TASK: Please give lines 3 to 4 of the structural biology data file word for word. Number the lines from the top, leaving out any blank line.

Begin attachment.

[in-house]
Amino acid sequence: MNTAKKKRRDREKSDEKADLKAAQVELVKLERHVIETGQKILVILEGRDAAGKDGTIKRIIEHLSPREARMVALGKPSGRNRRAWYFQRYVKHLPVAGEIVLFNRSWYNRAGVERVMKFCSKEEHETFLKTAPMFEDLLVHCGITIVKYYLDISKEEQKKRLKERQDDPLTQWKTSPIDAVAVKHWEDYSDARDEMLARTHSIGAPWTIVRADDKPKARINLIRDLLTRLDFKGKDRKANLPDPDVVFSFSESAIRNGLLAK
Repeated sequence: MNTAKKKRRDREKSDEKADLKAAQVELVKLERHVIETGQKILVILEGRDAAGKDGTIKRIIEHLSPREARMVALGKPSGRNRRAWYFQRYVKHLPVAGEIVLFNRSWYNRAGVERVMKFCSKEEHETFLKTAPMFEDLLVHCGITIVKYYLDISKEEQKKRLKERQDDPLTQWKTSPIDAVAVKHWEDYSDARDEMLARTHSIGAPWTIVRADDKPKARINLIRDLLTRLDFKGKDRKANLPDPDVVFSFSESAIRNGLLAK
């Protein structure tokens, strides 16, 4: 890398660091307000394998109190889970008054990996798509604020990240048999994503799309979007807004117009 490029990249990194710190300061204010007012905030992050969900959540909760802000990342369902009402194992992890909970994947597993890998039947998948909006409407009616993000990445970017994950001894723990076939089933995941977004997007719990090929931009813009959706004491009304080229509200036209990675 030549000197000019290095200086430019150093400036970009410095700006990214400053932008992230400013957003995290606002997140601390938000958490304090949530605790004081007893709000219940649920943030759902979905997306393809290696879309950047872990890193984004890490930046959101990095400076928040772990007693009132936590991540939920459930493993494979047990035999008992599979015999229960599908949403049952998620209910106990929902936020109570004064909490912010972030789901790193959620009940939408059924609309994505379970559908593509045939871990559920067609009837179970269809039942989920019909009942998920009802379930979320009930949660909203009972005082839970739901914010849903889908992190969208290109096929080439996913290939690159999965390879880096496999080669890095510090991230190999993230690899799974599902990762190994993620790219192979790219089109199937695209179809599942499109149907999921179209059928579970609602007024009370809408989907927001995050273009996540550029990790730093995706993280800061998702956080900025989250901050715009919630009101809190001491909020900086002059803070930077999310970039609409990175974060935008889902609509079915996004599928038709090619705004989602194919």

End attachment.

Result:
Repeated sequence: MNTAKKKRRDREKSDEKADLKAAQVELVKLERHVIETGQKILVILEGRDAAGKDGTIKRIIEHLSPREARMVALGKPSGRNRRAWYFQRYVKHLPVAGEIVLFNRSWYNRAGVERVMKFCSKEEHETFLKTAPMFEDLLVHCGITIVKYYLDISKEEQKKRLKERQDDPLTQWKTSPIDAVAVKHWEDYSDARDEMLARTHSIGAPWTIVRADDKPKARINLIRDLLTRLDFKGKDRKANLPDPDVVFSFSESAIRNGLLAK
């Protein structure tokens, strides 16, 4: 890398660091307000394998109190889970008054990996798509604020990240048999994503799309979007807004117009 490029990249990194710190300061204010007012905030992050969900959540909760802000990342369902009402194992992890909970994947597993890998039947998948909006409407009616993000990445970017994950001894723990076939089933995941977004997007719990090929931009813009959706004491009304080229509200036209990675 030549000197000019290095200086430019150093400036970009410095700006990214400053932008992230400013957003995290606002997140601390938000958490304090949530605790004081007893709000219940649920943030759902979905997306393809290696879309950047872990890193984004890490930046959101990095400076928040772990007693009132936590991540939920459930493993494979047990035999008992599979015999229960599908949403049952998620209910106990929902936020109570004064909490912010972030789901790193959620009940939408059924609309994505379970559908593509045939871990559920067609009837179970269809039942989920019909009942998920009802379930979320009930949660909203009972005082839970739901914010849903889908992190969208290109096929080439996913290939690159999965390879880096496999080669890095510090991230190999993230690899799974599902990762190994993620790219192979790219089109199937695209179809599942499109149907999921179209059928579970609602007024009370809408989907927001995050273009996540550029990790730093995706993280800061998702956080900025989250901050715009919630009101809190001491909020900086002059803070930077999310970039609409990175974060935008889902609509079915996004599928038709090619705004989602194919």